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Abstract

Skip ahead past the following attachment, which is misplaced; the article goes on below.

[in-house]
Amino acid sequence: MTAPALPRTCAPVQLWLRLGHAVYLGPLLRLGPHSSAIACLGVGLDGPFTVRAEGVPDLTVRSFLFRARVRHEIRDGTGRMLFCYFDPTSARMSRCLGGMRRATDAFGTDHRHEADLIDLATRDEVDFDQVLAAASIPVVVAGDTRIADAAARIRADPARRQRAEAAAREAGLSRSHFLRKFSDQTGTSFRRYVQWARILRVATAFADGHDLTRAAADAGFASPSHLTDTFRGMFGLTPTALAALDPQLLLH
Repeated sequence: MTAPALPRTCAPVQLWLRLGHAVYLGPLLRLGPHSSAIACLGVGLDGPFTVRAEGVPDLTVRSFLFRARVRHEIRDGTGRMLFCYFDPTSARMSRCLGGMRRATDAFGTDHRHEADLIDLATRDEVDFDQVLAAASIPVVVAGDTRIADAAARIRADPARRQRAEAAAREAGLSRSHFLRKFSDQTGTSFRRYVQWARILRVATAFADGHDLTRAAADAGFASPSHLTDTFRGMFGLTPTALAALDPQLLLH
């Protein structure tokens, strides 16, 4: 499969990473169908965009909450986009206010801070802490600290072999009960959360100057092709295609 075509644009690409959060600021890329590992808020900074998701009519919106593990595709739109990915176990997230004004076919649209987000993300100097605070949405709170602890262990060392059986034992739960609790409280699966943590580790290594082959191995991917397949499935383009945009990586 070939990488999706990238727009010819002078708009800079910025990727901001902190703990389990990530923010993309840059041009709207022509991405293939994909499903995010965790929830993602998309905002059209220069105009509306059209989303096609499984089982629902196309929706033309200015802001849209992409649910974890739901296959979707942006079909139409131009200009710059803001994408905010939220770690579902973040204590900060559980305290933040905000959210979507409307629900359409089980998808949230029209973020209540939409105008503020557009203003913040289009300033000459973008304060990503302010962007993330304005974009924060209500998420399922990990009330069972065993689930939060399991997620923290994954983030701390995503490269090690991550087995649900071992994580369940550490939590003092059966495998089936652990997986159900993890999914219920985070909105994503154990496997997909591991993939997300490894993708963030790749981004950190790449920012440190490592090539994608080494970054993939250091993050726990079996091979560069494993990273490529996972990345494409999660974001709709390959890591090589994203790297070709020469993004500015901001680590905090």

One of the presumed benefits of sociality in spiders is an improved foraging success although it has been shown that group feeding is less efficient than feeding alone. In spiders, communal feeding only occurs amongst kin. The effects of relatedness on the consequences of group feeding were investigated in the subsocial spider Stegodyphus lineatus. A significant difference between short-term intake rates and long-term growth rates was shown in a comparison between groups of siblings and groups of non-siblings. Groups of siblings extracted more out of a prey item in a given time and they had higher growth rates than groups of non-siblings.